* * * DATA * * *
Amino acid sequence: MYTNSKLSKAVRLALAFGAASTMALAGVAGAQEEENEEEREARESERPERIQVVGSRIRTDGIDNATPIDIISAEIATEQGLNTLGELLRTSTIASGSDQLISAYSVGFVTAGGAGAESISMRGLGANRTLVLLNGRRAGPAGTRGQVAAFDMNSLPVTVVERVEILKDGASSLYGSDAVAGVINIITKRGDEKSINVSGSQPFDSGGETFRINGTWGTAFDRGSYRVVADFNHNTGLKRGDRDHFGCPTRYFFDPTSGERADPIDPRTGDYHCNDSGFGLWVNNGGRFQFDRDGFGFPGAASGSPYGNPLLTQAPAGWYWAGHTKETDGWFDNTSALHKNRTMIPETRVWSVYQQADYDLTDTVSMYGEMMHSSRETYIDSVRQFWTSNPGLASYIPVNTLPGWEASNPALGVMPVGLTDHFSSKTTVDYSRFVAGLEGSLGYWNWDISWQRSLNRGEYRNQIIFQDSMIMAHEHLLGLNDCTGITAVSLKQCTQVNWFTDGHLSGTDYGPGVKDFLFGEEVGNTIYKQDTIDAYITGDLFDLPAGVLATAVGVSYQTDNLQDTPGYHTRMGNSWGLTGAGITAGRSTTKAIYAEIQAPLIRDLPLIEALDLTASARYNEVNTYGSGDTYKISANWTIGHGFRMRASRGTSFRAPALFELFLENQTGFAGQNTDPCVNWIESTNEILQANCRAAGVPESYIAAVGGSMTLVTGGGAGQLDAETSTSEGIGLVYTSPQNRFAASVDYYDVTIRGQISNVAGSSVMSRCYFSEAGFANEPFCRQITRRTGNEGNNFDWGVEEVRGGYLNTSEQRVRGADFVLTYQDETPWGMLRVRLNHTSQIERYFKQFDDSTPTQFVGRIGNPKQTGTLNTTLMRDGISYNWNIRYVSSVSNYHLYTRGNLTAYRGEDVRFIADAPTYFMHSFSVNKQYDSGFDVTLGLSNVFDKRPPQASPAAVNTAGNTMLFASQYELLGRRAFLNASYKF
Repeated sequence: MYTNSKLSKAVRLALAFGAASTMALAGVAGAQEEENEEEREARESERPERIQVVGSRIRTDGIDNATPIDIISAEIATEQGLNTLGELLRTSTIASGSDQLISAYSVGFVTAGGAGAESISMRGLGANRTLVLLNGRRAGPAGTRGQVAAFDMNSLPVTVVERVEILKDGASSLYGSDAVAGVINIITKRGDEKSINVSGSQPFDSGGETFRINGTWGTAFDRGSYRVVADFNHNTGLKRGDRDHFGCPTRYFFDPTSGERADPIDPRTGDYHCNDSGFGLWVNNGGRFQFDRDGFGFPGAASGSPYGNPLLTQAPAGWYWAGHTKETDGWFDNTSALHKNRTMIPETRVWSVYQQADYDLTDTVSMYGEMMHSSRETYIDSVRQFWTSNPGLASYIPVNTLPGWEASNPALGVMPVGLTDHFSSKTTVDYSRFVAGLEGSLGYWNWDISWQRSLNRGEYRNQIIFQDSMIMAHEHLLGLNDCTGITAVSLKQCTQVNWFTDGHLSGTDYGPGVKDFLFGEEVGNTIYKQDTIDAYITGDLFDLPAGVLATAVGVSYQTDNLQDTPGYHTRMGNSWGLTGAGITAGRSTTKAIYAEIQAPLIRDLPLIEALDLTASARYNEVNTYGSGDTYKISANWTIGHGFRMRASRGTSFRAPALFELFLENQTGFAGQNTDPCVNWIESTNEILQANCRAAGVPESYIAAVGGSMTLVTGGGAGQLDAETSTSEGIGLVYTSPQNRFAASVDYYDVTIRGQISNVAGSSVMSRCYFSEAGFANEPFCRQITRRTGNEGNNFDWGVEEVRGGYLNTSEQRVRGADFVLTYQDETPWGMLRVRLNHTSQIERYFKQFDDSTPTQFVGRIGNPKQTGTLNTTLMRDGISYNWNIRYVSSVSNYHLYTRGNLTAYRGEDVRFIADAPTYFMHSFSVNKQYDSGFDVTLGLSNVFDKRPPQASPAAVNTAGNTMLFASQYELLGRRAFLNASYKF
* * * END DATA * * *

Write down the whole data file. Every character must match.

Amino acid sequence: MYTNSKLSKAVRLALAFGAASTMALAGVAGAQEEENEEEREARESERPERIQVVGSRIRTDGIDNATPIDIISAEIATEQGLNTLGELLRTSTIASGSDQLISAYSVGFVTAGGAGAESISMRGLGANRTLVLLNGRRAGPAGTRGQVAAFDMNSLPVTVVERVEILKDGASSLYGSDAVAGVINIITKRGDEKSINVSGSQPFDSGGETFRINGTWGTAFDRGSYRVVADFNHNTGLKRGDRDHFGCPTRYFFDPTSGERADPIDPRTGDYHCNDSGFGLWVNNGGRFQFDRDGFGFPGAASGSPYGNPLLTQAPAGWYWAGHTKETDGWFDNTSALHKNRTMIPETRVWSVYQQADYDLTDTVSMYGEMMHSSRETYIDSVRQFWTSNPGLASYIPVNTLPGWEASNPALGVMPVGLTDHFSSKTTVDYSRFVAGLEGSLGYWNWDISWQRSLNRGEYRNQIIFQDSMIMAHEHLLGLNDCTGITAVSLKQCTQVNWFTDGHLSGTDYGPGVKDFLFGEEVGNTIYKQDTIDAYITGDLFDLPAGVLATAVGVSYQTDNLQDTPGYHTRMGNSWGLTGAGITAGRSTTKAIYAEIQAPLIRDLPLIEALDLTASARYNEVNTYGSGDTYKISANWTIGHGFRMRASRGTSFRAPALFELFLENQTGFAGQNTDPCVNWIESTNEILQANCRAAGVPESYIAAVGGSMTLVTGGGAGQLDAETSTSEGIGLVYTSPQNRFAASVDYYDVTIRGQISNVAGSSVMSRCYFSEAGFANEPFCRQITRRTGNEGNNFDWGVEEVRGGYLNTSEQRVRGADFVLTYQDETPWGMLRVRLNHTSQIERYFKQFDDSTPTQFVGRIGNPKQTGTLNTTLMRDGISYNWNIRYVSSVSNYHLYTRGNLTAYRGEDVRFIADAPTYFMHSFSVNKQYDSGFDVTLGLSNVFDKRPPQASPAAVNTAGNTMLFASQYELLGRRAFLNASYKF
Repeated sequence: MYTNSKLSKAVRLALAFGAASTMALAGVAGAQEEENEEEREARESERPERIQVVGSRIRTDGIDNATPIDIISAEIATEQGLNTLGELLRTSTIASGSDQLISAYSVGFVTAGGAGAESISMRGLGANRTLVLLNGRRAGPAGTRGQVAAFDMNSLPVTVVERVEILKDGASSLYGSDAVAGVINIITKRGDEKSINVSGSQPFDSGGETFRINGTWGTAFDRGSYRVVADFNHNTGLKRGDRDHFGCPTRYFFDPTSGERADPIDPRTGDYHCNDSGFGLWVNNGGRFQFDRDGFGFPGAASGSPYGNPLLTQAPAGWYWAGHTKETDGWFDNTSALHKNRTMIPETRVWSVYQQADYDLTDTVSMYGEMMHSSRETYIDSVRQFWTSNPGLASYIPVNTLPGWEASNPALGVMPVGLTDHFSSKTTVDYSRFVAGLEGSLGYWNWDISWQRSLNRGEYRNQIIFQDSMIMAHEHLLGLNDCTGITAVSLKQCTQVNWFTDGHLSGTDYGPGVKDFLFGEEVGNTIYKQDTIDAYITGDLFDLPAGVLATAVGVSYQTDNLQDTPGYHTRMGNSWGLTGAGITAGRSTTKAIYAEIQAPLIRDLPLIEALDLTASARYNEVNTYGSGDTYKISANWTIGHGFRMRASRGTSFRAPALFELFLENQTGFAGQNTDPCVNWIESTNEILQANCRAAGVPESYIAAVGGSMTLVTGGGAGQLDAETSTSEGIGLVYTSPQNRFAASVDYYDVTIRGQISNVAGSSVMSRCYFSEAGFANEPFCRQITRRTGNEGNNFDWGVEEVRGGYLNTSEQRVRGADFVLTYQDETPWGMLRVRLNHTSQIERYFKQFDDSTPTQFVGRIGNPKQTGTLNTTLMRDGISYNWNIRYVSSVSNYHLYTRGNLTAYRGEDVRFIADAPTYFMHSFSVNKQYDSGFDVTLGLSNVFDKRPPQASPAAVNTAGNTMLFASQYELLGRRAFLNASYKF